Interactive Virals – Connecting With The Brand
Blog | Web + Social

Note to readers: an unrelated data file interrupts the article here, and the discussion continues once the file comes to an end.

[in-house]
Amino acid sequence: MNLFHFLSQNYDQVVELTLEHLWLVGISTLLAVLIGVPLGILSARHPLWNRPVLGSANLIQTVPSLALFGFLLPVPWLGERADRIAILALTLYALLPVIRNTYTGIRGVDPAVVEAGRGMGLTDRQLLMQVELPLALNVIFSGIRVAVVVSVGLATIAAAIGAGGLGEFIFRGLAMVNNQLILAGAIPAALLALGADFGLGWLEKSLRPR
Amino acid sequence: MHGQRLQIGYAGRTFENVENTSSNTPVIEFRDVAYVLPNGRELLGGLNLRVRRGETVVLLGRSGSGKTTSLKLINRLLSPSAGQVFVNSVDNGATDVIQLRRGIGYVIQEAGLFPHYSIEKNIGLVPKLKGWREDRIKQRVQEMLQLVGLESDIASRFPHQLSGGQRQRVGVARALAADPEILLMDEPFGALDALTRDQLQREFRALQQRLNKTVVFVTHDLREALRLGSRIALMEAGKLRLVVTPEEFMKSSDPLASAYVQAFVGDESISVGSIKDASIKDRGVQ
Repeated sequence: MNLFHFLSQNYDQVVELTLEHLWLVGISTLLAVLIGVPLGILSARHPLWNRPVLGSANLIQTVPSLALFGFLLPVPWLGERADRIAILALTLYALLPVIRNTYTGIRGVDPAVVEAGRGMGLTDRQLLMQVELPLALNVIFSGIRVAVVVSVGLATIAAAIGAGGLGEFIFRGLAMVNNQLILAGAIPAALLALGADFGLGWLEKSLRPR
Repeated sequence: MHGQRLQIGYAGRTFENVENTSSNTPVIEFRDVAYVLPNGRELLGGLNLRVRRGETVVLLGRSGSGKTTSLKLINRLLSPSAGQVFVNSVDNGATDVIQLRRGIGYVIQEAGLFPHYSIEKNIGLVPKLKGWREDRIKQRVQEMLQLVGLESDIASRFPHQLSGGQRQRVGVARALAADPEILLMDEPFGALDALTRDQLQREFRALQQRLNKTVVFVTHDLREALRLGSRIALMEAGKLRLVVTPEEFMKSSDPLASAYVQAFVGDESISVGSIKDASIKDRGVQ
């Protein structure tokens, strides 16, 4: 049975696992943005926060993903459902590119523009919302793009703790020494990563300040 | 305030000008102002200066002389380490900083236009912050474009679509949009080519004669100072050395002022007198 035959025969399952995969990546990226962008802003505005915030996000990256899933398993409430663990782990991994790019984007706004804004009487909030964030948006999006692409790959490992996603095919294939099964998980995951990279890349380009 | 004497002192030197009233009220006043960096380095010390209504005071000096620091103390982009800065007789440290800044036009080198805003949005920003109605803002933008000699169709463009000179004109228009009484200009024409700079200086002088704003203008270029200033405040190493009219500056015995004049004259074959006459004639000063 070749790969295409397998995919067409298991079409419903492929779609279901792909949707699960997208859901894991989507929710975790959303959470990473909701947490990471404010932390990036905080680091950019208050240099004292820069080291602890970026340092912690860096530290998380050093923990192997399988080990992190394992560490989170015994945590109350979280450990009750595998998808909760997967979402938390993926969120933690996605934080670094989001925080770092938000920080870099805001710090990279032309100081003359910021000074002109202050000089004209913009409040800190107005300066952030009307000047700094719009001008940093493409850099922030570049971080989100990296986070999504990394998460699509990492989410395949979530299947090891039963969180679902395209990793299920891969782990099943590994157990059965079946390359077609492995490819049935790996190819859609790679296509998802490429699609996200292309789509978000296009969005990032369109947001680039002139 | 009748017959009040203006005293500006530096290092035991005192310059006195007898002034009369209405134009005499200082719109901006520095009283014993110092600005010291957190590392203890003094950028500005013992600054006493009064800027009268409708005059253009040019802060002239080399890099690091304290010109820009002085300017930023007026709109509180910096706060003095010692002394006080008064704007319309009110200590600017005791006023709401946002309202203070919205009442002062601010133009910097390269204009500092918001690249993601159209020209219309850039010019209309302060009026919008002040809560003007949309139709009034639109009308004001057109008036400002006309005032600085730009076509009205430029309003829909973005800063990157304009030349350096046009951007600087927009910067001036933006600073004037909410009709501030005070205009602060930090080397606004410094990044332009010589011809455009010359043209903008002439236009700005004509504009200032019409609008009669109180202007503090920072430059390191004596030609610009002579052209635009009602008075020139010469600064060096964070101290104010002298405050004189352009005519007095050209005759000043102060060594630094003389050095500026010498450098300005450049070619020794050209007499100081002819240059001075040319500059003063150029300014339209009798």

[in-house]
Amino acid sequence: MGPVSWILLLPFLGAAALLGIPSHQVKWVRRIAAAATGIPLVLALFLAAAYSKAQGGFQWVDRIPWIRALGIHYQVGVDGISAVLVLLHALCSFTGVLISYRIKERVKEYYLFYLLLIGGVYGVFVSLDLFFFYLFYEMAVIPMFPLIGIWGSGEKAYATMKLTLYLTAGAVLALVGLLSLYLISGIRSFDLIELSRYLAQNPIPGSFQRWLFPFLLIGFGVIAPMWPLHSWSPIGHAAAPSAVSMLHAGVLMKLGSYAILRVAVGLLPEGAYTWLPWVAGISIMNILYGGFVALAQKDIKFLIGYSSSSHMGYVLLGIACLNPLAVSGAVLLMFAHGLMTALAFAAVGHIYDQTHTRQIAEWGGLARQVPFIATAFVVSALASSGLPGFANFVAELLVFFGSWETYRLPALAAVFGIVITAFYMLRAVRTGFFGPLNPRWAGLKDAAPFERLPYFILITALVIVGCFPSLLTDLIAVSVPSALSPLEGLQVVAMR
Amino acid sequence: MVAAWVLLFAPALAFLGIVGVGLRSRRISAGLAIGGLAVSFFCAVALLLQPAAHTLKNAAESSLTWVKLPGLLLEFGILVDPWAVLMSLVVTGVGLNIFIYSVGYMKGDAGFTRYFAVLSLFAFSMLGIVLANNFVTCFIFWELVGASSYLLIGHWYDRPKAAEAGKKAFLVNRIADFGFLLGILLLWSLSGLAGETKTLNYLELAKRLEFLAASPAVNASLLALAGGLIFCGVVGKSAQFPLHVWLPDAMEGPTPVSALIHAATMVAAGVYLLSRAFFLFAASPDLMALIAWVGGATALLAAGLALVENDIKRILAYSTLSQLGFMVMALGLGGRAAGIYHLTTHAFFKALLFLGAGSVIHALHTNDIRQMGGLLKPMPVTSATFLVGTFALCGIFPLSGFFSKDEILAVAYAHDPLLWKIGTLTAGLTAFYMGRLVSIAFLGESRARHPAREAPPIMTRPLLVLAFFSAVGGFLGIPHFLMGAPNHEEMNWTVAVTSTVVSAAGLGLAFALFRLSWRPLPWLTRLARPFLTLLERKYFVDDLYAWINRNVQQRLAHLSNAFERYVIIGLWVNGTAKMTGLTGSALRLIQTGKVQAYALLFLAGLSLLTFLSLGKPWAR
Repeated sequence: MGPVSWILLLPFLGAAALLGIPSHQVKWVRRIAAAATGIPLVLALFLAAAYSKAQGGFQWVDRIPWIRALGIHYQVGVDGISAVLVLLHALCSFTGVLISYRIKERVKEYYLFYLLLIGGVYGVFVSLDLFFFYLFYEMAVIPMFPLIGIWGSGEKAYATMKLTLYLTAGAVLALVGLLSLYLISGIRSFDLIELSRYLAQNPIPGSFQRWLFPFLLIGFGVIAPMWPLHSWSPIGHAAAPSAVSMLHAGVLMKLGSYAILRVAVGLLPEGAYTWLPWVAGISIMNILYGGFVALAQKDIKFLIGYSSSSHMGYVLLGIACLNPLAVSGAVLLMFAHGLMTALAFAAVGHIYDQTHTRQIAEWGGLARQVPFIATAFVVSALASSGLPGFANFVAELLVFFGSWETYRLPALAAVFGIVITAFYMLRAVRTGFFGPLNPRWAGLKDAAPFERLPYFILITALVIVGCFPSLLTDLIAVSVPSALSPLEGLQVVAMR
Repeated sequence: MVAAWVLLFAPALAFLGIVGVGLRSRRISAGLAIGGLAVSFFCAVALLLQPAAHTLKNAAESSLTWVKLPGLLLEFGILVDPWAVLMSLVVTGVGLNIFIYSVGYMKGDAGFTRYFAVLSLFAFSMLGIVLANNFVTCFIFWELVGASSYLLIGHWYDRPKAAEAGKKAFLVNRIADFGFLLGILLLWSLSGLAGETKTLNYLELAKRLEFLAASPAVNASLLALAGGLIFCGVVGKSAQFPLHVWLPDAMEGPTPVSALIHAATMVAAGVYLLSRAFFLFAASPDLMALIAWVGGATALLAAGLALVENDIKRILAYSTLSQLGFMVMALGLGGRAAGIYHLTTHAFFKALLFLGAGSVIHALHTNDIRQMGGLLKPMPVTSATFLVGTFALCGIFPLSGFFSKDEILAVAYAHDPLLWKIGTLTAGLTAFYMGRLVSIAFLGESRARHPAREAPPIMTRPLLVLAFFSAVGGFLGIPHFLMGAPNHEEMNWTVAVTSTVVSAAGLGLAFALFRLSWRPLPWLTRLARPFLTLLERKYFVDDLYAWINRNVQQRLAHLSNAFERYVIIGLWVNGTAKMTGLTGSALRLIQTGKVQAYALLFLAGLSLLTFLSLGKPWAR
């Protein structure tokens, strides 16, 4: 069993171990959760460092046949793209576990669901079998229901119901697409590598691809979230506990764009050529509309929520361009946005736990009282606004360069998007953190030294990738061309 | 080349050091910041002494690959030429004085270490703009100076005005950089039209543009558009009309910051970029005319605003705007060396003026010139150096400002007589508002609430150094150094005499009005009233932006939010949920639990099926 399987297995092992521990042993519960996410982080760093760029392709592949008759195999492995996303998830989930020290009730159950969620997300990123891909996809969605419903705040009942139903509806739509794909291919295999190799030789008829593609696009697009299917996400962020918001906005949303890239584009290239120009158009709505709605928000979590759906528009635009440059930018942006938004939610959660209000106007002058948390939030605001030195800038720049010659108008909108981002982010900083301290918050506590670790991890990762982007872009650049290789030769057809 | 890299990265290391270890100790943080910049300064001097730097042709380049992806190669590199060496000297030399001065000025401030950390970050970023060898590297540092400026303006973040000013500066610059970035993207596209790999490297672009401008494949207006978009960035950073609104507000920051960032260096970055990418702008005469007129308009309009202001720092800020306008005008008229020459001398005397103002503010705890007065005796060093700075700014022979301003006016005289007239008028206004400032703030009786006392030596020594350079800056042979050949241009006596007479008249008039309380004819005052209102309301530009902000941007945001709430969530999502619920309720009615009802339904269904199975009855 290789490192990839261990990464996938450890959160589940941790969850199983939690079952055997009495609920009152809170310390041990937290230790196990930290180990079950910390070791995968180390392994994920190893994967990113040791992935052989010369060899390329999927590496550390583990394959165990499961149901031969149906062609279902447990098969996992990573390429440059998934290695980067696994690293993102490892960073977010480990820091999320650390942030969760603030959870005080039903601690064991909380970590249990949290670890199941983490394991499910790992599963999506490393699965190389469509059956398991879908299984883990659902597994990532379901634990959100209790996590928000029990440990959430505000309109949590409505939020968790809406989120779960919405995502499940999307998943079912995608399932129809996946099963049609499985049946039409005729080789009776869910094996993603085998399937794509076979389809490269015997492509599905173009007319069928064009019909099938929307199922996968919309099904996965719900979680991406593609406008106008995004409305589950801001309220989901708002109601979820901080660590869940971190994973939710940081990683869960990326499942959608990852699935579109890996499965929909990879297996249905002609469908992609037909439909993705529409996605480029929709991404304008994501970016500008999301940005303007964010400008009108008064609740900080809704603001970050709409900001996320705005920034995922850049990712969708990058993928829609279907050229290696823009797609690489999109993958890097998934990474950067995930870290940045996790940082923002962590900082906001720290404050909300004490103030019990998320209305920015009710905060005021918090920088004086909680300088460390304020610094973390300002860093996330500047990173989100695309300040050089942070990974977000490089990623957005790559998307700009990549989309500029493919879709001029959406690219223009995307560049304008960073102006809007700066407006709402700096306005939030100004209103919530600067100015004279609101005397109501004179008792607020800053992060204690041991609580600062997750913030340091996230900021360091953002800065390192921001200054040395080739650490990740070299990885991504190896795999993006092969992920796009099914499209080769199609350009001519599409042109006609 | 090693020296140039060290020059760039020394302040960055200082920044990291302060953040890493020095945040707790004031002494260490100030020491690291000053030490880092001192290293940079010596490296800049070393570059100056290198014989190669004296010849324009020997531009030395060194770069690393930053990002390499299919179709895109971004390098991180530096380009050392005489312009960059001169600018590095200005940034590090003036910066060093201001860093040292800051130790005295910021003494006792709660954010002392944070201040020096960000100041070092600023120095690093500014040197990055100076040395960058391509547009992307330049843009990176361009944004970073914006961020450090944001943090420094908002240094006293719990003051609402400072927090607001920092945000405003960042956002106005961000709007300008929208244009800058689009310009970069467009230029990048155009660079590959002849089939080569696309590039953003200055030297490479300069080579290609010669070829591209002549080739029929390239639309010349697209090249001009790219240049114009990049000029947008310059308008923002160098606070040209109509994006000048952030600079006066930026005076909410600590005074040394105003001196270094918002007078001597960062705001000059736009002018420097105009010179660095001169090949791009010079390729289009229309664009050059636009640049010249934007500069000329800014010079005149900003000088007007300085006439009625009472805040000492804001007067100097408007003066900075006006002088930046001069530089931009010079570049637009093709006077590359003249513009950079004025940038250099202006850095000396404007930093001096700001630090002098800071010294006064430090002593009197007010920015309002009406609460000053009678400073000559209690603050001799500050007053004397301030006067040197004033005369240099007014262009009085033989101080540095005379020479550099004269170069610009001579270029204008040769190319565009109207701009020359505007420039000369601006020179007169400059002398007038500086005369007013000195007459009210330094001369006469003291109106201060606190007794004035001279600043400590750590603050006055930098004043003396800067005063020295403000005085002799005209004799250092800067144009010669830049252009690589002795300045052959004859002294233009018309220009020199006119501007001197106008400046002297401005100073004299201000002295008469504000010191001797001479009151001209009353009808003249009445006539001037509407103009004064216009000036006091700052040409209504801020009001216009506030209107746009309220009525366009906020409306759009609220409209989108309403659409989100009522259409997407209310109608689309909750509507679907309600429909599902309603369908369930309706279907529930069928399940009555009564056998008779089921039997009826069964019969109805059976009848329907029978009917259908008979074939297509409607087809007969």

Hopefully you will have read my recent blog about Adidas‚Äô effective use of large-scale outdoor projection mapping at the public launch of their new global campaign. For this post I‚Äôve decided to focus on another relatively new method of brand activation that‚Äôs seen an upsurge in effective deployment over the past year: Interactive Viral Ads The rapid evolution of web technologies has meant that more opportunities are opening up for advertisers to design and deliver experiential ad campaigns that immerse consumers in the world of the brand. As a marketing tool, Interactive Adverts have been utilised with varying levels of success and sophistication over the past decade. In 2004 Burger King introduced us to Subservient Chicken: and then in 2005 Pontiac offered consumers the chance to win a new car by chatting up Rachel Perry. But with the cross-medial interconnectivity provided by social networks combined with the popularity of viral video, marketers are now focusing a lot of energy on harnessing the medium to deliver cost-effective online campaigns that raise brand awareness and inspire brand loyalty. One of the stand-out successes in this area came in July last year when Old Spice gave consumers the opportunity to pitch questions at The Old Spice Guy via Twitter, Facebook, Reddit and YouTube and receive a full-blown video-response in as close to realtime as was possible. For example: In September Tipp-Ex launched the now infamous ‘a hunter shoots a bear’ campaign. The way it plays out, a hunter with his gun trained on a bear in the woods has a change of heart, reaches out of frame to grab a Tipp-Exx Pocket Mouse from a neighbouring on-screen ad and erases the word ‚Äòshoots‚Äô from the video title. The viewer then has the choice of writing any word they can think of into the blank space, which the hunter and the bear then act out. You can give it a try yourself below, but be advised that the initial video contains, for whatever inexplicable reason, some offensive language: So if a person types in ‚Äòhugs‚Äô then the hunter and the bear share a hug. If they type in ‚Äòeats‚Äô and you get a video of the hunter being forced by the bear to eat a teddy bear at gunpoint. And so on. Both of these ad campaigns went successfully viral, pulling in millions of views across the world and contributing to a 107% increase in overall sales for Old Spice ¬†and a 30% increase in sales for Tipp-Exx. And so on to the latest, and funniest, interactive viral that I’ve seen so far this year. Skittles have recently launched a campaign via YouTube that gently subverts their ‘Taste the Rainbow’ strapline to ‚ÄòTouch the Rainbow‚Äô, reflecting the tactile core of this new campaign‚Äôs approach: The above video has already had over two million views and the four others have each attracted several hundred thousand views each. What I love about this campaign (apart from how funny it is) is that it interacts with the viewer in an entertaining way whilst simultaneously cementing the brand’s central values. It‚Äôs cheeky, colourful and fresh and most importantly it doesn’t feel like entertainment for it‚Äôs own sake. Instead, the consumer‚Äôs relationship to the brand is heightened through an experiential encounter that impels them to share it with their friends. I‚Äôm certain that over the next couple of years there we‚Äôll see a raft of new interactive viral campaigns that draw from the success of the ads covered in this post. I only hope that due time and consideration is given to the architecture of both the concept and the execution so as to avoid falling into the trap of trendy gimmicks and instead produce modern advertising classics.